How a simple translation tool is helping doctors and immigrants communicate
Globe and Mail Update
Published Friday, May. 04, 2012 7:05PM EDT
Last updated Saturday, May. 05, 2012 12:20AM EDT
Now in use across the country, the guide is a simple tool – a computer-based list of phonetic pronunciations of medical symptoms and questions in the 15 most-spoken languages in Ontario – but it addresses a major obstacle that immigrants face when accessing health care.
“In the emergency department, if somebody comes in with a serious problem and there’s nobody there that speaks that language,” says Dr. Ray, 44, a clinician and researcher at St. Michael’s Hospital in Toronto, “you immediately have a barrier to the information exchange that’s critical to finding out what’s wrong.”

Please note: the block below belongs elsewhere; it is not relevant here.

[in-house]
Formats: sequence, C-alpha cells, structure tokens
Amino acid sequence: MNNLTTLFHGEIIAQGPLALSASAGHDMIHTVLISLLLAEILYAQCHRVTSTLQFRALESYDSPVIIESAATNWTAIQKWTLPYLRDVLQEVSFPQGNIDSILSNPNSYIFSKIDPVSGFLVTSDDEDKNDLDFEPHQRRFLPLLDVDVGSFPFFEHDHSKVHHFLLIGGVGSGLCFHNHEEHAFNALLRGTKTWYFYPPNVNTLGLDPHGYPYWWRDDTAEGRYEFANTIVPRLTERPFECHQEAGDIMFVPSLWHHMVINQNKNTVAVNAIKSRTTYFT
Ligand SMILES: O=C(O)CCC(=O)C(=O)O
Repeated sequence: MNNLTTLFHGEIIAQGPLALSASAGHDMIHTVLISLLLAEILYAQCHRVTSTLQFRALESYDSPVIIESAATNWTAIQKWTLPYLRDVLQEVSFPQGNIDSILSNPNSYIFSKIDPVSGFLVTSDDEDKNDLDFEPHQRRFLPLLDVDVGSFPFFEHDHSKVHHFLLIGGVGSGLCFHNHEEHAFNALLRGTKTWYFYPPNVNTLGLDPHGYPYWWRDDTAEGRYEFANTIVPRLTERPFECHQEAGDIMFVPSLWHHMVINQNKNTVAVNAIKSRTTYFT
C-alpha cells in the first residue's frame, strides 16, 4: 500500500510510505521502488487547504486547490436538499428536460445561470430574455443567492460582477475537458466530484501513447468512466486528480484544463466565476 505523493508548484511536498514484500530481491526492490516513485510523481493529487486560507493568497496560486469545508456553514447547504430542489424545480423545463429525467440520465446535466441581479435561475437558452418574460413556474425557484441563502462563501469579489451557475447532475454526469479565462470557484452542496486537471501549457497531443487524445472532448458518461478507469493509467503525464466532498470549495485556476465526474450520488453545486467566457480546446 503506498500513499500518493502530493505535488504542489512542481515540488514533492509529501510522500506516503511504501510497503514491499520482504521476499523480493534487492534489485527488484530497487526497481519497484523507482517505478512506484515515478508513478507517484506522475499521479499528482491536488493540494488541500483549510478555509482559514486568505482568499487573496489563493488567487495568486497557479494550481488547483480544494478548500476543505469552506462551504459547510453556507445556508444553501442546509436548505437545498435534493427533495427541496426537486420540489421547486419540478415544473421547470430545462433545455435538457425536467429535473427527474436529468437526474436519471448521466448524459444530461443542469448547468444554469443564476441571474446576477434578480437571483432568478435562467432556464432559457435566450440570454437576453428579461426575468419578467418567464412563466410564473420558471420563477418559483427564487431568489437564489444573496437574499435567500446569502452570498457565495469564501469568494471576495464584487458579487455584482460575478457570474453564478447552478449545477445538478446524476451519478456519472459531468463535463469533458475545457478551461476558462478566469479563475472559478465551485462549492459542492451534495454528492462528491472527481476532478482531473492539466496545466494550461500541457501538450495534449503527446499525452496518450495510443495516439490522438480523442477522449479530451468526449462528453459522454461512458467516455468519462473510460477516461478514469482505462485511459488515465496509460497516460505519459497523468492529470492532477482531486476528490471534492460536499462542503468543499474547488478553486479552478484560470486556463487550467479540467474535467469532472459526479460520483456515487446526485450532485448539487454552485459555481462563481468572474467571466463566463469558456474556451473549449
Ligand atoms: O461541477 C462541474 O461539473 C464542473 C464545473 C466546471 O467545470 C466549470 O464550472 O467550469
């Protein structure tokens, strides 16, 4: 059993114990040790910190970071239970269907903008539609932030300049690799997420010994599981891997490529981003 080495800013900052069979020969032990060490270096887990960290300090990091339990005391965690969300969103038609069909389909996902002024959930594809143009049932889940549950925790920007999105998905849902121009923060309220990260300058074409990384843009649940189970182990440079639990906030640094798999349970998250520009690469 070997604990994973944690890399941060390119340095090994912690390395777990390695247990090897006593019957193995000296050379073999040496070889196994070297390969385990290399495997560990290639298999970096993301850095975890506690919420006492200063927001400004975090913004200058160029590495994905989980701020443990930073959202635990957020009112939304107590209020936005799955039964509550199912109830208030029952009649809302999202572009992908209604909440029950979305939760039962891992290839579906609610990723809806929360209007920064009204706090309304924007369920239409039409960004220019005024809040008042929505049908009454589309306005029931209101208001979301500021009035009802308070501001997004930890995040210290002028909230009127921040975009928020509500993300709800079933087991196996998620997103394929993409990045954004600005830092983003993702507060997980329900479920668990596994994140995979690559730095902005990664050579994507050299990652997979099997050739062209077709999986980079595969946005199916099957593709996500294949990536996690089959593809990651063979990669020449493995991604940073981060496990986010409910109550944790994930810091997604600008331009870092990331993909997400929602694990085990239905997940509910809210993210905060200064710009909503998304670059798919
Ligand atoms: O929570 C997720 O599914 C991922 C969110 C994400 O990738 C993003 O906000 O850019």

In one recent study, he identified a Caucasian bias in birth-weight standards used in most hospitals that could cause ethnic-minority newborns to be labelled as underweight. His revisions may reduce the need for unnecessary follow-ups, tests and worry among immigrant mothers.
In another study, he outlined the elevated risk for gestational diabetes for immigrant women, and called for improved ethnic classification (for example, “South Asian” instead of just “Asian”) so practitioners can evaluate patients more accurately.
Doctors and nurses are on the front lines with immigrant patients, Dr. Ray says, so hospitals should be ground zero for cultural innovation.
Do you know an immigration innovator? The Globe would like to hear from you – nominate an innovator here.